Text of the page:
By Harish Sarma
Amidst the chaos of the Covid-19 crisis, if one thing has become crystal clear in the last few months, it is the fact that only the resilient will survive in a constantly evolving world. But what is it that makes an organization resilient? A cursory look at prior crises – financial, social, political – and their impact on businesses throws up one glaring fact. The ones that have managed to survive (and thrive) are the ones that have been able to transform and adapt quickly while staying true to their purpose.
Why is purpose so important in a profit-driven world? Take a pause to think about the organizations we admire. What is it about them that is admired by one and all in a bottom line-focused corporate world?
The one recent example we all know of is of a leading luxury hotel chain hosting healthcare professionals and supplying food packets to frontline healthcare workers. But is it something new they did this time or is it in line with their legacy? A prominent name in the hospitality industry, their mission statement reads as follows, “We will integrate environmental and social principles in our businesses, ensuring that what comes from the people goes back to the people many times over” – that’s clarity of purpose.
How does purpose help in a crisis? Setbacks in business due to unforeseen reasons are times when organizations can take the easy way out and compromise on the quality of their offerings or charge an unjustifiable premium for their products and services. However, organizations that quickly rally around and look for ways to ensure the unwavering quality of delivery to their consumers are the ones that win. In times of crisis, such organizations look for mission-critical elements, prioritize them, and defer non-essential activities. Their purpose, in turn, drives employees who pitch in and go the extra mile.
Amidst a nationwide lockdown, a premium Indian grocery and gourmet food brand continued operations, albeit with reduced staff strength and reduced stocks, while most other big retailers shut shop. Spreading the joy of food is the stated purpose of this brand, and they kept doing so in the middle of a crisis.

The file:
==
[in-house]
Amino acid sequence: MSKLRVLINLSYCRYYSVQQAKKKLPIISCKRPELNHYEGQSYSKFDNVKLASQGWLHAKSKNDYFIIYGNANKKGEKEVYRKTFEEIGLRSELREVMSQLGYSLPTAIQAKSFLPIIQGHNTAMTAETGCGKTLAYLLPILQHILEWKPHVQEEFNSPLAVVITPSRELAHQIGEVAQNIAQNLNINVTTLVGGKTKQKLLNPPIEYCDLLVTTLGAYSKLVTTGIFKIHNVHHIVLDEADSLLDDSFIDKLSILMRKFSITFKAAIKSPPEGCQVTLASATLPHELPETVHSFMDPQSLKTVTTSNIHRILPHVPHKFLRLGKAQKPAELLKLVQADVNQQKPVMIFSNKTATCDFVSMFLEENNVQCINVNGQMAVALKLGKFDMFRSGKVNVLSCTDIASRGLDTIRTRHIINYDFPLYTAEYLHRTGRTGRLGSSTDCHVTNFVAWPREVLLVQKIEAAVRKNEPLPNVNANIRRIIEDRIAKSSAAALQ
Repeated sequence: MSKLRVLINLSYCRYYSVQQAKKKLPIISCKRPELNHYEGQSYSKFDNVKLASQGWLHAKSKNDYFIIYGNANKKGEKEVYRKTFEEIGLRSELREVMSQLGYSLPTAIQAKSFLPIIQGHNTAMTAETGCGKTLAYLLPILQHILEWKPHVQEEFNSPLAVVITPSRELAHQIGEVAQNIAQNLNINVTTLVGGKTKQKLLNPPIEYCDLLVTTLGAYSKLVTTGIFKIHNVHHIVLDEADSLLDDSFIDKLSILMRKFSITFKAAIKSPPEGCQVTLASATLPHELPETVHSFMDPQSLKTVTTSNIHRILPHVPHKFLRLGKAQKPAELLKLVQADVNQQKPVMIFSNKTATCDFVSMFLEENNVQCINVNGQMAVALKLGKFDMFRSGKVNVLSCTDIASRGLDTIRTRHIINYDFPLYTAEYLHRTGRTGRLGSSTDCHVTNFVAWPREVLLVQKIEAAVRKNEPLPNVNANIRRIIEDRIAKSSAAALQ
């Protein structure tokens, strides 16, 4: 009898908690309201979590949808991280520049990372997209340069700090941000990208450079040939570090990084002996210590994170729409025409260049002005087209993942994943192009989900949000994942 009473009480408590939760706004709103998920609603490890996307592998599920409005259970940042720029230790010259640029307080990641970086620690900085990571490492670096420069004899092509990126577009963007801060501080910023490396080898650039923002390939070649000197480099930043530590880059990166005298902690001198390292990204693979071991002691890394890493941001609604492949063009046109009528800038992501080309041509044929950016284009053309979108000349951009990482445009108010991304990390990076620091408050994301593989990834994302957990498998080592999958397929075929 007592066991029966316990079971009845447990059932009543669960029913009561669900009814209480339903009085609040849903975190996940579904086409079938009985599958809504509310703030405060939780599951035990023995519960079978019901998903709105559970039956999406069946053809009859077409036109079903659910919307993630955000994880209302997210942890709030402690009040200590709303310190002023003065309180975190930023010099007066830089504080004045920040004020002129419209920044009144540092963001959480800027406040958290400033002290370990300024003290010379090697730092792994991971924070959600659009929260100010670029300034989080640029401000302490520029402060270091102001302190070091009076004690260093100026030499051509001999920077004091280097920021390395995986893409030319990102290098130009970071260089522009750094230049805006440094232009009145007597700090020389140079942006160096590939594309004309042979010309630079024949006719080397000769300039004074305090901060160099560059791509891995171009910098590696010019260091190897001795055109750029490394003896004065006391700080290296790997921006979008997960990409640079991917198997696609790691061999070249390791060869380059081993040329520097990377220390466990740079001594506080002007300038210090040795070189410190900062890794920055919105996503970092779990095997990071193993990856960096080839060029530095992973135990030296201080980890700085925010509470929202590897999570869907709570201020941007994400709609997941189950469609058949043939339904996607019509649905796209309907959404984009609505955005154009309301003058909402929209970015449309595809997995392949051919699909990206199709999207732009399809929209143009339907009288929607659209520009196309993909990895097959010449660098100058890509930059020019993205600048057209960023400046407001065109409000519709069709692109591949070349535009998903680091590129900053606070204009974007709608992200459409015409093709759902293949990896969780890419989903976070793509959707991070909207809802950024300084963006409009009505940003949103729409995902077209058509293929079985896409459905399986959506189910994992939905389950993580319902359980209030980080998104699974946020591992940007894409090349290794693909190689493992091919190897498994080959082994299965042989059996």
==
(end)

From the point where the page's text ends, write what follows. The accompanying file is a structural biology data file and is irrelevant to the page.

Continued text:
Another example is of a B2B2C company, a leader in digital employee benefits that puts people and communities at the core of its purpose and focusses on improving the quality of life of the people it serves. Children and the youth are the future, and to ensure holistic development for this segment, this organization has teamed up with NGOs to provide nutritious, mid-day meals to school children in 20 government and government-aided schools. Other acts of purpose carried out by this leading corporate include providing free education to underprivileged children in small villages and vocational training to the youth.
There is something inspirational about the purpose of these organizations that appeals to the mind. Beyond the products or services they offer, the values these companies stand for, the purpose they represent, has helped them stay relevant, even as generations of their customers have come and gone.
Purpose-driven organizations that are driven by more than profits are the ones that transform lives, bridge socio-economic divides and build communities. And if their purpose inspires their customers, imagine how proud it must make their employees!
(Views are personal)
(Harish Sarma is the Vice President at Sodexo BRS India)